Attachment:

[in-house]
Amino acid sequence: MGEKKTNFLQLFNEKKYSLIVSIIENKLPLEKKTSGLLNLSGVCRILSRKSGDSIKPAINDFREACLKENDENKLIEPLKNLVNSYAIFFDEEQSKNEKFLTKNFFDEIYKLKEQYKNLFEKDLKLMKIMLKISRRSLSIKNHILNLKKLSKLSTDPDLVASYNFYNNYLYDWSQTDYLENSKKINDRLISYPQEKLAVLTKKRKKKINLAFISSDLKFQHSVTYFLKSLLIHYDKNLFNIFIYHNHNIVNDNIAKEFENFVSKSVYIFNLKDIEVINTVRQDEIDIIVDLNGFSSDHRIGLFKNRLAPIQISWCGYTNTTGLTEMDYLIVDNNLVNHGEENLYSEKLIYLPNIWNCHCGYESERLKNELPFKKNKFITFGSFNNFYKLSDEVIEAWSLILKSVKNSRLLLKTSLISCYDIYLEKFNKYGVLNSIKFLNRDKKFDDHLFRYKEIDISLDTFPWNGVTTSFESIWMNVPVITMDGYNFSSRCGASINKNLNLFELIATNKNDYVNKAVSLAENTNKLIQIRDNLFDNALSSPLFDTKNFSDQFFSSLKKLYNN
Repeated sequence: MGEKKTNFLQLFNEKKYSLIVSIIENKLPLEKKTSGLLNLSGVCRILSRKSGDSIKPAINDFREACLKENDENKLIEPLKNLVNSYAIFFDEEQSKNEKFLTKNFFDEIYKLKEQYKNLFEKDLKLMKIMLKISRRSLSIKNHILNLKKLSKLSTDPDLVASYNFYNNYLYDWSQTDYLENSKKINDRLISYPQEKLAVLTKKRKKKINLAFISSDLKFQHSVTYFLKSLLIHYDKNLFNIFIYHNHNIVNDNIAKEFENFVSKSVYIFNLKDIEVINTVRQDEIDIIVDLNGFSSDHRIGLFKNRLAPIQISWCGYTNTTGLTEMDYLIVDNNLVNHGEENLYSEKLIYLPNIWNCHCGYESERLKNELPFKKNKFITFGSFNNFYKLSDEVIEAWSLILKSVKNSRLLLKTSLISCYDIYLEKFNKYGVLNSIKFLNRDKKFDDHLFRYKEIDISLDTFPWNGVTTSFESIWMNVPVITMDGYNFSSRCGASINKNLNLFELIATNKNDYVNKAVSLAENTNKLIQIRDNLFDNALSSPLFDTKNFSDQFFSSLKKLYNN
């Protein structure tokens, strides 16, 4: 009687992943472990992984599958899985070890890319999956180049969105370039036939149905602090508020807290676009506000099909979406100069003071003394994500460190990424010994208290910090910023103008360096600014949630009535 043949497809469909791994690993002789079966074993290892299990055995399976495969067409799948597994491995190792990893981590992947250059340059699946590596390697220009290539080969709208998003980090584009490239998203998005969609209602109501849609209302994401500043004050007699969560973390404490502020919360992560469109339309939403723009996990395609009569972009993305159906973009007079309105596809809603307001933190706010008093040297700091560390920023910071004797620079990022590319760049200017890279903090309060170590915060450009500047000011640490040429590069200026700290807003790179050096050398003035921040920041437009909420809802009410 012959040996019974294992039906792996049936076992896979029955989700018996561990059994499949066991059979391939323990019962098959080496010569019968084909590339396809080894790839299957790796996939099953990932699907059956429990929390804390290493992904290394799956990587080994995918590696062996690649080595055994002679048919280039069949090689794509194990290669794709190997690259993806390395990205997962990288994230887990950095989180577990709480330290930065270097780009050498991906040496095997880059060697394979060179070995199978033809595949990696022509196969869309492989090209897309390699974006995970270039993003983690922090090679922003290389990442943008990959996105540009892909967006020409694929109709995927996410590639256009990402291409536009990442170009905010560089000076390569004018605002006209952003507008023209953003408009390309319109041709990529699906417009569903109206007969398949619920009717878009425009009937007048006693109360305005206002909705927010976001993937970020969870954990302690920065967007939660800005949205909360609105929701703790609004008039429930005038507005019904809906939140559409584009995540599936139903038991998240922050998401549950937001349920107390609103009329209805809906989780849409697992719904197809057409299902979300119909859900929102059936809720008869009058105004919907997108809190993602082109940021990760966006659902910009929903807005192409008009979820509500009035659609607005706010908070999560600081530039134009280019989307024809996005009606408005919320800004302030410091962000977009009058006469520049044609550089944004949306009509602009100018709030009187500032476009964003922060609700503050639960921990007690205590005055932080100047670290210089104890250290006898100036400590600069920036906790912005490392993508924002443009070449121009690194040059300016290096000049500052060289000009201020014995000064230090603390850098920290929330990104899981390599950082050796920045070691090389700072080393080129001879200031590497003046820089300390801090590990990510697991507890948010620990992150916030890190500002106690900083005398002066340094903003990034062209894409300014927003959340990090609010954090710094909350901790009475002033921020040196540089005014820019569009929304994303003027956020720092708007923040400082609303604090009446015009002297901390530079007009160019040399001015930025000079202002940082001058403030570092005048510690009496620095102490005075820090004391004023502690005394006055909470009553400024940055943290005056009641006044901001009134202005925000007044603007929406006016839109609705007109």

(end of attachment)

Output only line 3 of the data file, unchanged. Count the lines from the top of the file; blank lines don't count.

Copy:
Repeated sequence: MGEKKTNFLQLFNEKKYSLIVSIIENKLPLEKKTSGLLNLSGVCRILSRKSGDSIKPAINDFREACLKENDENKLIEPLKNLVNSYAIFFDEEQSKNEKFLTKNFFDEIYKLKEQYKNLFEKDLKLMKIMLKISRRSLSIKNHILNLKKLSKLSTDPDLVASYNFYNNYLYDWSQTDYLENSKKINDRLISYPQEKLAVLTKKRKKKINLAFISSDLKFQHSVTYFLKSLLIHYDKNLFNIFIYHNHNIVNDNIAKEFENFVSKSVYIFNLKDIEVINTVRQDEIDIIVDLNGFSSDHRIGLFKNRLAPIQISWCGYTNTTGLTEMDYLIVDNNLVNHGEENLYSEKLIYLPNIWNCHCGYESERLKNELPFKKNKFITFGSFNNFYKLSDEVIEAWSLILKSVKNSRLLLKTSLISCYDIYLEKFNKYGVLNSIKFLNRDKKFDDHLFRYKEIDISLDTFPWNGVTTSFESIWMNVPVITMDGYNFSSRCGASINKNLNLFELIATNKNDYVNKAVSLAENTNKLIQIRDNLFDNALSSPLFDTKNFSDQFFSSLKKLYNN